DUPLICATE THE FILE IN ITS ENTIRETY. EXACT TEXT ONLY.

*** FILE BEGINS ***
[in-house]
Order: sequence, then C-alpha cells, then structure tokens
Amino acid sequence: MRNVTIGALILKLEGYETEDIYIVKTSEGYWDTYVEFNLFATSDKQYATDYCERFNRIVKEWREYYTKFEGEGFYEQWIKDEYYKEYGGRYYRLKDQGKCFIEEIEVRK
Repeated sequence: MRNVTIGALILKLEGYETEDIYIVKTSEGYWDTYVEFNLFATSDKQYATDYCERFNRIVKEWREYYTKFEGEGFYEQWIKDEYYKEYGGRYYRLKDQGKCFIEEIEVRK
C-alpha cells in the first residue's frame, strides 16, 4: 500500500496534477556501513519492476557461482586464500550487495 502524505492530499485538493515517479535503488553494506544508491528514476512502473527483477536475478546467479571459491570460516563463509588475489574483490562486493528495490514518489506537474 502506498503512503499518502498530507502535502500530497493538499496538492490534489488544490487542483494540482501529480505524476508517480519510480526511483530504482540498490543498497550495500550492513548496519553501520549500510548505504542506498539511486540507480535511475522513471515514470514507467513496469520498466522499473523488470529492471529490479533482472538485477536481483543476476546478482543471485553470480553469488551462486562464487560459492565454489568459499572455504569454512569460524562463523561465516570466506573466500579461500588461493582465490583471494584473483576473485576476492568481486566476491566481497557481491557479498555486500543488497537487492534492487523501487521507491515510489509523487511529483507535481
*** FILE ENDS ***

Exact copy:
[in-house]
Order: sequence, then C-alpha cells, then structure tokens
Amino acid sequence: MRNVTIGALILKLEGYETEDIYIVKTSEGYWDTYVEFNLFATSDKQYATDYCERFNRIVKEWREYYTKFEGEGFYEQWIKDEYYKEYGGRYYRLKDQGKCFIEEIEVRK
Repeated sequence: MRNVTIGALILKLEGYETEDIYIVKTSEGYWDTYVEFNLFATSDKQYATDYCERFNRIVKEWREYYTKFEGEGFYEQWIKDEYYKEYGGRYYRLKDQGKCFIEEIEVRK
C-alpha cells in the first residue's frame, strides 16, 4: 500500500496534477556501513519492476557461482586464500550487495 502524505492530499485538493515517479535503488553494506544508491528514476512502473527483477536475478546467479571459491570460516563463509588475489574483490562486493528495490514518489506537474 502506498503512503499518502498530507502535502500530497493538499496538492490534489488544490487542483494540482501529480505524476508517480519510480526511483530504482540498490543498497550495500550492513548496519553501520549500510548505504542506498539511486540507480535511475522513471515514470514507467513496469520498466522499473523488470529492471529490479533482472538485477536481483543476476546478482543471485553470480553469488551462486562464487560459492565454489568459499572455504569454512569460524562463523561465516570466506573466500579461500588461493582465490583471494584473483576473485576476492568481486566476491566481497557481491557479498555486500543488497537487492534492487523501487521507491515510489509523487511529483507535481